Mercy School Of Nursing, NC- Anyone have some answers?Register Today!
- by rosebud123 Mar 3, '10Hello all,
I'm just a newbie on this site, and so far... I'm loving how EVERYONE is soooo helpful! =)
Hopefully someone can help with my questions about Mercy School of Nursing. I already looked on their website and couldn't find the answers to these questions. If I am on the wrong website, please let me know. http://www.cmc-mercy.org/body.cfm?id=108.
I was wondering... 1.) What degree to they offer? ADN or BSN? It doesn't specify. 2) I saw that the tuition is around $4,000? Is that true? Seems kind of too good to be true, in my opinion. However, I am from out of state. Does anyone know the cost of tuition for out-of-state residents? It didn't specify either. 3.) Do you need to have CNA work experience to get into the program? I don't have CNA work experience, but I've been in this hospital setting for years as an administrator and constantly help my mom who runs 2 nursing homes (and her CNA's). So I know that I do belong in this environment. 4.) How hard is it to get in??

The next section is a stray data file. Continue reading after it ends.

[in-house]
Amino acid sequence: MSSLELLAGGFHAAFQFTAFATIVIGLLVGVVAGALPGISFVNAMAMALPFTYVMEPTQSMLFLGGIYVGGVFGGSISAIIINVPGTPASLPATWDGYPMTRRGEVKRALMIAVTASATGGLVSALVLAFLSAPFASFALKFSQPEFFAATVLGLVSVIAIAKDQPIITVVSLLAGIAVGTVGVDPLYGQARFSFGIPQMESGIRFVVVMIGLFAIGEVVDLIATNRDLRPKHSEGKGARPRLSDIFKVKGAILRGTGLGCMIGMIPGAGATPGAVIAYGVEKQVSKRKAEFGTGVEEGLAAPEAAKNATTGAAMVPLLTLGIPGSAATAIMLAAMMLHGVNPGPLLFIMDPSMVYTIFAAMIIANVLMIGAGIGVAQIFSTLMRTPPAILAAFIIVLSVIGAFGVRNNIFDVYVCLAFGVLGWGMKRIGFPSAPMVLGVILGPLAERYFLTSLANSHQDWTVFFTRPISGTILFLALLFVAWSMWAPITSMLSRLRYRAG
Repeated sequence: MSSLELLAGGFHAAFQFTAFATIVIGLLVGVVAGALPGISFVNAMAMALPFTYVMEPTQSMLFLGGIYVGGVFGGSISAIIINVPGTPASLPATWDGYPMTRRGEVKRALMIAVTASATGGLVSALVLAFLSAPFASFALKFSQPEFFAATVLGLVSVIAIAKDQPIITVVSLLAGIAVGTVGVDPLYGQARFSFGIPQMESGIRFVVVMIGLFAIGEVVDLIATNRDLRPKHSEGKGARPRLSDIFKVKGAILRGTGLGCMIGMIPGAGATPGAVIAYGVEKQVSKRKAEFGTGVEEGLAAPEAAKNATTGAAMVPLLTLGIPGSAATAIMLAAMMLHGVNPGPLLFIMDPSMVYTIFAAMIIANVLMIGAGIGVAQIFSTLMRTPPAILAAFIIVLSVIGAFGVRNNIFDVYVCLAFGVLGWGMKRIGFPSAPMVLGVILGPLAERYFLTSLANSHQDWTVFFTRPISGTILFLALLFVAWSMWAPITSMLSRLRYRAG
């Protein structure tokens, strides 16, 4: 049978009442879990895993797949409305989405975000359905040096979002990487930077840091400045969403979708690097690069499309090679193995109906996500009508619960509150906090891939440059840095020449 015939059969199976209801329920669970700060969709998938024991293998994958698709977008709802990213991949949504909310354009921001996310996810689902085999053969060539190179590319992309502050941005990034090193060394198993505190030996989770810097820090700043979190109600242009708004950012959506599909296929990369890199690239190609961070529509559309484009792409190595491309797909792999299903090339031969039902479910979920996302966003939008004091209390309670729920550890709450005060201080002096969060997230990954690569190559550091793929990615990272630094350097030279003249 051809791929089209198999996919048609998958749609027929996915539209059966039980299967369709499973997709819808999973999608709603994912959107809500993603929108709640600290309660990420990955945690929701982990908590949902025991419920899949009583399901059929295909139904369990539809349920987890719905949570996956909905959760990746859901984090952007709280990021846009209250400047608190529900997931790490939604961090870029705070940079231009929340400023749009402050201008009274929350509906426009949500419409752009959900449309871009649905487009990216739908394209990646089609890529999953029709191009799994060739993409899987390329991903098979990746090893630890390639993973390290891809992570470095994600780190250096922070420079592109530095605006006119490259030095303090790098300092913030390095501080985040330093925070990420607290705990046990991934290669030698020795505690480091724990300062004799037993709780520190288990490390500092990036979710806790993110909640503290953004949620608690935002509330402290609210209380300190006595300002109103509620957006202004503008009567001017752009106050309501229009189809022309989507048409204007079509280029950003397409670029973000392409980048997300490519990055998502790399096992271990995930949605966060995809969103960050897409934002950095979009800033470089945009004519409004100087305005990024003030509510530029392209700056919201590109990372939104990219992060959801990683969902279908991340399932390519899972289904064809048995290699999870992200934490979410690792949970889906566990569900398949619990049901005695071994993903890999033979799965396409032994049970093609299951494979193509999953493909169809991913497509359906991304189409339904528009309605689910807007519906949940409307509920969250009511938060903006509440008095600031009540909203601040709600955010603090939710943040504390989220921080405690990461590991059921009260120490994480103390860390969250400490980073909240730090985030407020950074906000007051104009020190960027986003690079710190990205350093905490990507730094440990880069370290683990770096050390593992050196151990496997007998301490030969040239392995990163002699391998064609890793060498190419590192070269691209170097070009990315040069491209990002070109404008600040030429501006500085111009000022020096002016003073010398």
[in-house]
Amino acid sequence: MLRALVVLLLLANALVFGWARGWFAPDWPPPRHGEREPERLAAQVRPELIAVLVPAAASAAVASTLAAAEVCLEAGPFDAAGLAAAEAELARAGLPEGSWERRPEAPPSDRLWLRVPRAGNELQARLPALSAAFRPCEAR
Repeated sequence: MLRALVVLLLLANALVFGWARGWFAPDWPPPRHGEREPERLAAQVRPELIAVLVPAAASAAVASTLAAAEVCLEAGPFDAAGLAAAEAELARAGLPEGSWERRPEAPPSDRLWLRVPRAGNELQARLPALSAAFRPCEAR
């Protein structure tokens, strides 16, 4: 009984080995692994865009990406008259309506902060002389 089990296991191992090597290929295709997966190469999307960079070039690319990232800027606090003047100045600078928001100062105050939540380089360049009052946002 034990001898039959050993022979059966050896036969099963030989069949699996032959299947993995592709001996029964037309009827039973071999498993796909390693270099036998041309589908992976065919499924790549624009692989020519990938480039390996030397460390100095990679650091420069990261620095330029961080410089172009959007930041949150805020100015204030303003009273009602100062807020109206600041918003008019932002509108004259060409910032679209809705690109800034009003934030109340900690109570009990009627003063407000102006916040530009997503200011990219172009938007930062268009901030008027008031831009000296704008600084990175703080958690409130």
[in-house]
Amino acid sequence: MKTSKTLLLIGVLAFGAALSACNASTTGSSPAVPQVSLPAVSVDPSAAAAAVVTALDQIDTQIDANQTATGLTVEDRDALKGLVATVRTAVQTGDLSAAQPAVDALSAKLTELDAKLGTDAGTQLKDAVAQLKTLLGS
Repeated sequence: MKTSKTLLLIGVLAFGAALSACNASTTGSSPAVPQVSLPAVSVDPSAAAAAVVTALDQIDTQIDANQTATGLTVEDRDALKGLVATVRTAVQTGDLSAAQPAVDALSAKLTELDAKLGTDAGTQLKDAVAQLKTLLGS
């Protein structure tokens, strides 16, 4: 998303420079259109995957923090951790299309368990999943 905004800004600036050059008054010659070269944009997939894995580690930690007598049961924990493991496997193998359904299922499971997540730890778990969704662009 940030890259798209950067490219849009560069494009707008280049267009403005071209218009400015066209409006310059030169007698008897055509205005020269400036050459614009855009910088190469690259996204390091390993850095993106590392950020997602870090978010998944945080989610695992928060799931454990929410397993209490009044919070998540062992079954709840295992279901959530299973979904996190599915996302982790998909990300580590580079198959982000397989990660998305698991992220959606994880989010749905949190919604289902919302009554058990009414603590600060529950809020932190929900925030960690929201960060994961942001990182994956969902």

Also, how is it living in Charlotte? I live in SF Bay Area right now and I'm willing to move ANYWHERE just to get away from how impacted and expensive it is here. The majority of schools have 2-3 year waitlists! Not for me. I heard wonderful things about Charlotte, NC.
Thank you so much for your time and help!
- Mar 3, '10 by May2011GradI live in Charlotte, do not attend Mercy but I did apply and decided on another school. They offer a Diploma not a ASN or BSN which may be cause for the low tuition. When I applied, a little over a year ago, you needed to be listed as a CNA but didn't actually have to have worked as a CNA. Go to the website that you have posted and on the right click on Nursing program and it should answer more of your questions. CMC does have Carolinas College of Health Sciences that offers an ADN program if that is what you are looking for.
As for Charlotte, it is a nice city. Lots to do Uptown but let's face it during nursing school you may not be participating in all the night life.